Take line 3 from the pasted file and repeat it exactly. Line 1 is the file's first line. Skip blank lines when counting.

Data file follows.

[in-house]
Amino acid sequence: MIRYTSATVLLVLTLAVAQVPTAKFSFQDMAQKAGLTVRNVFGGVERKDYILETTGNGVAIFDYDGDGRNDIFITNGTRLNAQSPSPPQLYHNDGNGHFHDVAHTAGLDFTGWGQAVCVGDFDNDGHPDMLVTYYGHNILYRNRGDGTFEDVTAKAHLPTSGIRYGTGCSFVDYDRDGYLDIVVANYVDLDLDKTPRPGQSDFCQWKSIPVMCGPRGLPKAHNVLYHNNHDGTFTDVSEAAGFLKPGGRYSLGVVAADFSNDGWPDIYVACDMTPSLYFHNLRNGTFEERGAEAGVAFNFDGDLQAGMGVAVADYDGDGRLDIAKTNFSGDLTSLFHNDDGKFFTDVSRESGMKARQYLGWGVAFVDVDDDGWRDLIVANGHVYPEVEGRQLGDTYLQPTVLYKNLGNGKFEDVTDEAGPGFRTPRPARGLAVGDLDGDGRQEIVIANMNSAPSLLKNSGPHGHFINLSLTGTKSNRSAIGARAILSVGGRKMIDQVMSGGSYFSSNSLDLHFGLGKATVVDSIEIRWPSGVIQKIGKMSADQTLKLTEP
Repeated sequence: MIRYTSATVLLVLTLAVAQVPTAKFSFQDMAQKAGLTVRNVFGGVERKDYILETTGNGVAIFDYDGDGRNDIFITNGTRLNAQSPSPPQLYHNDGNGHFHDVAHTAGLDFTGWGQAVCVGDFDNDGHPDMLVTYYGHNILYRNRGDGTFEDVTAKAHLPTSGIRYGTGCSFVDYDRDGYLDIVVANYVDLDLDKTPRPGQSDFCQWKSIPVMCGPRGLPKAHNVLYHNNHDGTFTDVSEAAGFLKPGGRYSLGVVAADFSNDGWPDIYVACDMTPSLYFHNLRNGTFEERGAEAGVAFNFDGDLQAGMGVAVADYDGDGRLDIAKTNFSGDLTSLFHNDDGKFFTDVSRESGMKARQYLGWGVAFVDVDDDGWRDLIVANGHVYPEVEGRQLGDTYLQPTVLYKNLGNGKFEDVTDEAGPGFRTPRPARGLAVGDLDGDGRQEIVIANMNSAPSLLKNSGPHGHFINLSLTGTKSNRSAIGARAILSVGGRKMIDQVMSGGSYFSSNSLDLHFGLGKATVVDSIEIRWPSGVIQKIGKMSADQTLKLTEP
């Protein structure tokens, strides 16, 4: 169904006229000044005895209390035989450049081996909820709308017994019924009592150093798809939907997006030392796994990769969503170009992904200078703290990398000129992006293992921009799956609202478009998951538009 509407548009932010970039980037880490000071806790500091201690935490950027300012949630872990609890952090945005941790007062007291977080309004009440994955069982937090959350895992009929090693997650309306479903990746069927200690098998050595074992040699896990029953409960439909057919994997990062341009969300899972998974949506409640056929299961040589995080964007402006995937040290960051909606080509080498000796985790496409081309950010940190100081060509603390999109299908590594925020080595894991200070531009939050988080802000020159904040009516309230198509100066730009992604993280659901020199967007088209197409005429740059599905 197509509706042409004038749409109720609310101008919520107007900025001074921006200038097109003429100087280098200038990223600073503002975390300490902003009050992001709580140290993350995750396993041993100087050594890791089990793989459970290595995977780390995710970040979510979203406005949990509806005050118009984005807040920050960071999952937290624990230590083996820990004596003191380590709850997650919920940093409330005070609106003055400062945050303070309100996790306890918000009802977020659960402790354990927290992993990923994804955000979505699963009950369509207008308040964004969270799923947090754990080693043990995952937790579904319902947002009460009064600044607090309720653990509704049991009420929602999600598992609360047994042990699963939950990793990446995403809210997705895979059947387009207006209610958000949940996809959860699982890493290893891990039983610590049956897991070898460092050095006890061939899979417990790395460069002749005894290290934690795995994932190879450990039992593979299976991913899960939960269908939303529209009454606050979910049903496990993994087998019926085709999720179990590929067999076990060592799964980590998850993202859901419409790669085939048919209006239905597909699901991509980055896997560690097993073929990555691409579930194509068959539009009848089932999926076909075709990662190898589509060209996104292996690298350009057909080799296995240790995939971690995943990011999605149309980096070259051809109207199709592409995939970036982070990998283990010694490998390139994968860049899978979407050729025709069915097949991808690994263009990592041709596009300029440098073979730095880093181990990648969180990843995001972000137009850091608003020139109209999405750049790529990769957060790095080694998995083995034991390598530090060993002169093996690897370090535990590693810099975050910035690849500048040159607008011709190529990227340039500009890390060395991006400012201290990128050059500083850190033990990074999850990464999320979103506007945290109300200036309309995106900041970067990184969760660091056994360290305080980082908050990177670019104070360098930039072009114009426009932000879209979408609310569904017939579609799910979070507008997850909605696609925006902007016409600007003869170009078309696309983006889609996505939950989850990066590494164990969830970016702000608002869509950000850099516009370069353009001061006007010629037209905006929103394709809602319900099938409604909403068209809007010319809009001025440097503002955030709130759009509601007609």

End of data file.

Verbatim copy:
Repeated sequence: MIRYTSATVLLVLTLAVAQVPTAKFSFQDMAQKAGLTVRNVFGGVERKDYILETTGNGVAIFDYDGDGRNDIFITNGTRLNAQSPSPPQLYHNDGNGHFHDVAHTAGLDFTGWGQAVCVGDFDNDGHPDMLVTYYGHNILYRNRGDGTFEDVTAKAHLPTSGIRYGTGCSFVDYDRDGYLDIVVANYVDLDLDKTPRPGQSDFCQWKSIPVMCGPRGLPKAHNVLYHNNHDGTFTDVSEAAGFLKPGGRYSLGVVAADFSNDGWPDIYVACDMTPSLYFHNLRNGTFEERGAEAGVAFNFDGDLQAGMGVAVADYDGDGRLDIAKTNFSGDLTSLFHNDDGKFFTDVSRESGMKARQYLGWGVAFVDVDDDGWRDLIVANGHVYPEVEGRQLGDTYLQPTVLYKNLGNGKFEDVTDEAGPGFRTPRPARGLAVGDLDGDGRQEIVIANMNSAPSLLKNSGPHGHFINLSLTGTKSNRSAIGARAILSVGGRKMIDQVMSGGSYFSSNSLDLHFGLGKATVVDSIEIRWPSGVIQKIGKMSADQTLKLTEP